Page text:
I have been super MIA. This time of year I seem to get so sucked into laziness as the days get shorter and the sun and warmth disappear. This makes it particularly hard to snap a photo of dinner when dinner is a bowl of roasted veggies we eat at 9pm.
With my husband and I both in grad school (me full time, him part time) and both working (him full time, me part time) we often find ourselves home late only to look at each other and almost simultaneously say "wanna order sweetgreen". Maybe I am SUPER basic, but I freaking love sweetgreen. Something about being able to order a hardy, filling salad that's comparable to something homemade feels like such an easy satisfying choice.
And being the total creature of habit that I am, despite going to sweetgreen maybe 20 + times I order the same thing literally every time: The Harvest Bowl no chicken. Sometimes I add tofu, sometimes I add falafel, sometimes I add nothing but it's so damn good on it's own.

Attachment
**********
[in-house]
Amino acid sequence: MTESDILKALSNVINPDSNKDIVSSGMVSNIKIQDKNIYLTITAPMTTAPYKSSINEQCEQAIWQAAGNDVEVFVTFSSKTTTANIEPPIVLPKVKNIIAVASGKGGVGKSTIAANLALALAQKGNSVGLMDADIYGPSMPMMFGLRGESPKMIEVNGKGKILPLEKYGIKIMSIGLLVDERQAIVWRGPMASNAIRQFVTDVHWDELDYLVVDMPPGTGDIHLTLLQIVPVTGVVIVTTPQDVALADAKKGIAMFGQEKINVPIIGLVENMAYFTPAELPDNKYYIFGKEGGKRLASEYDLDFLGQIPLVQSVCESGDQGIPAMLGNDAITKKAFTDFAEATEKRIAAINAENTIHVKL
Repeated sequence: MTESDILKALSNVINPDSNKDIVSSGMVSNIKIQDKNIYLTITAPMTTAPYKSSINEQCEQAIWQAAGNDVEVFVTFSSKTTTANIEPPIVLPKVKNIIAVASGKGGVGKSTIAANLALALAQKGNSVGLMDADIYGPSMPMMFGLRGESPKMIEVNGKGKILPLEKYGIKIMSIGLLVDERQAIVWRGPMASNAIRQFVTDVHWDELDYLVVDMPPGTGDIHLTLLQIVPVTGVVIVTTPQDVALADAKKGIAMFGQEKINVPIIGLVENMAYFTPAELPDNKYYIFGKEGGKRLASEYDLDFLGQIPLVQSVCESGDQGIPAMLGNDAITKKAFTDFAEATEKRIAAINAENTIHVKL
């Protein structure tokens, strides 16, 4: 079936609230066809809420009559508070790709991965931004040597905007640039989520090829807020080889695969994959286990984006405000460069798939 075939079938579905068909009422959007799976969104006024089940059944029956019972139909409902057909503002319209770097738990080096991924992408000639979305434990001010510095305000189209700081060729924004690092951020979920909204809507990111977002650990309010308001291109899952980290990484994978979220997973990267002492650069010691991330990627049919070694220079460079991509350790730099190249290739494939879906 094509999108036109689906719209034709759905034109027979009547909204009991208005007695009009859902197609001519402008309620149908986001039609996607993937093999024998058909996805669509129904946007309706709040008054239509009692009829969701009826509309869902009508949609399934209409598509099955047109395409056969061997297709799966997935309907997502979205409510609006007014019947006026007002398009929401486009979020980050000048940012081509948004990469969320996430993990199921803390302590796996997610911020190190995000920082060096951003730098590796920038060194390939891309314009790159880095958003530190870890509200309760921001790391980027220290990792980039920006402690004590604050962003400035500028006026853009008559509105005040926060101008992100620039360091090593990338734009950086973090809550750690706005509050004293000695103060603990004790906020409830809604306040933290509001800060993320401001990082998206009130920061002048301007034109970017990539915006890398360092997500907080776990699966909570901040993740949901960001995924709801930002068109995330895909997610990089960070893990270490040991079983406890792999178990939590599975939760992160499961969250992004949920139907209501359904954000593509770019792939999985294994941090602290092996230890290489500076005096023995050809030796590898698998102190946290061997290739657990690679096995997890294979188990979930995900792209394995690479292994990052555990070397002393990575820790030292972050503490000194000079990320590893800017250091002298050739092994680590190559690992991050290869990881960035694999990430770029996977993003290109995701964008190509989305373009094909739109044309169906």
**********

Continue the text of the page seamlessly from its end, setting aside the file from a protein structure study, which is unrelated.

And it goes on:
With thanksgiving coming, I knew I wanted to recreate my beloved salad at home. I spruced it up with pomegranates and used warm roasted butternut instead of the cold sweet potato slices and it is everything. Prepping all of the different elements takes some time - which is part of what makes sweetgreen so damn tempting for folks who are busy, but it is worth the effort if you have some extra time. And because kale is basically the most badass green you can totally eat the leftovers the next day without them getting soggy! This will for sure be on our thanksgiving table this year!
Serves 4 as a large meal, or 8-10 as an appetizer/side
Inspired by: sweetgreen
1 small butternut squash
1-2 tablespoons grapeseed oil
1/2 cup wild rice, uncooked
1 1/2 cup water
1/4 teaspoon salt
1 large pomegranate (or about 3/4 cup arils)
1 large bunch of kale (~10-12 oz), de-ribbed and thinly chopped
1 large honeycrisp apple, cored and diced into large cubes
3 oz goat cheese
1/3 cup raw almonds
1 tablespoon olive oil